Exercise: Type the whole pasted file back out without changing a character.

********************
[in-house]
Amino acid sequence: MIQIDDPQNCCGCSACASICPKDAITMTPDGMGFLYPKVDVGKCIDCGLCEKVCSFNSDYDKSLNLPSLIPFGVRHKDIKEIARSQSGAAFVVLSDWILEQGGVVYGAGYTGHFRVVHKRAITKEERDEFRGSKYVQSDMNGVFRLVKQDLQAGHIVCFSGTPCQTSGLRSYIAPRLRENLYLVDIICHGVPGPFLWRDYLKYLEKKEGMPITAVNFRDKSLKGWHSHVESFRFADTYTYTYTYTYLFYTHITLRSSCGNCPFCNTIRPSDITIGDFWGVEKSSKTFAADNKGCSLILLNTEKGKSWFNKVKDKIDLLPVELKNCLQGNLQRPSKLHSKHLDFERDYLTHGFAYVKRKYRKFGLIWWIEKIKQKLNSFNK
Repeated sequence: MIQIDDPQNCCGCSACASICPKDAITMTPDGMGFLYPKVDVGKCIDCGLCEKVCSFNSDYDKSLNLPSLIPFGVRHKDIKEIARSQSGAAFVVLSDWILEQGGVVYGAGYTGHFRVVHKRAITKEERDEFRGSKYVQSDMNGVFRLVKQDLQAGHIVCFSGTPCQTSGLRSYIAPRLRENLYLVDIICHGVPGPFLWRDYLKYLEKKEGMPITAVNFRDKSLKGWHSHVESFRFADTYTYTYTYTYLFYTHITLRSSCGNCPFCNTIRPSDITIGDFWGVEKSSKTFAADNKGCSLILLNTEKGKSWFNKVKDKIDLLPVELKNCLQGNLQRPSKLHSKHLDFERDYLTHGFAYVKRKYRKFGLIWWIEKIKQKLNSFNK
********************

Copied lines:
[in-house]
Amino acid sequence: MIQIDDPQNCCGCSACASICPKDAITMTPDGMGFLYPKVDVGKCIDCGLCEKVCSFNSDYDKSLNLPSLIPFGVRHKDIKEIARSQSGAAFVVLSDWILEQGGVVYGAGYTGHFRVVHKRAITKEERDEFRGSKYVQSDMNGVFRLVKQDLQAGHIVCFSGTPCQTSGLRSYIAPRLRENLYLVDIICHGVPGPFLWRDYLKYLEKKEGMPITAVNFRDKSLKGWHSHVESFRFADTYTYTYTYTYLFYTHITLRSSCGNCPFCNTIRPSDITIGDFWGVEKSSKTFAADNKGCSLILLNTEKGKSWFNKVKDKIDLLPVELKNCLQGNLQRPSKLHSKHLDFERDYLTHGFAYVKRKYRKFGLIWWIEKIKQKLNSFNK
Repeated sequence: MIQIDDPQNCCGCSACASICPKDAITMTPDGMGFLYPKVDVGKCIDCGLCEKVCSFNSDYDKSLNLPSLIPFGVRHKDIKEIARSQSGAAFVVLSDWILEQGGVVYGAGYTGHFRVVHKRAITKEERDEFRGSKYVQSDMNGVFRLVKQDLQAGHIVCFSGTPCQTSGLRSYIAPRLRENLYLVDIICHGVPGPFLWRDYLKYLEKKEGMPITAVNFRDKSLKGWHSHVESFRFADTYTYTYTYTYLFYTHITLRSSCGNCPFCNTIRPSDITIGDFWGVEKSSKTFAADNKGCSLILLNTEKGKSWFNKVKDKIDLLPVELKNCLQGNLQRPSKLHSKHLDFERDYLTHGFAYVKRKYRKFGLIWWIEKIKQKLNSFNK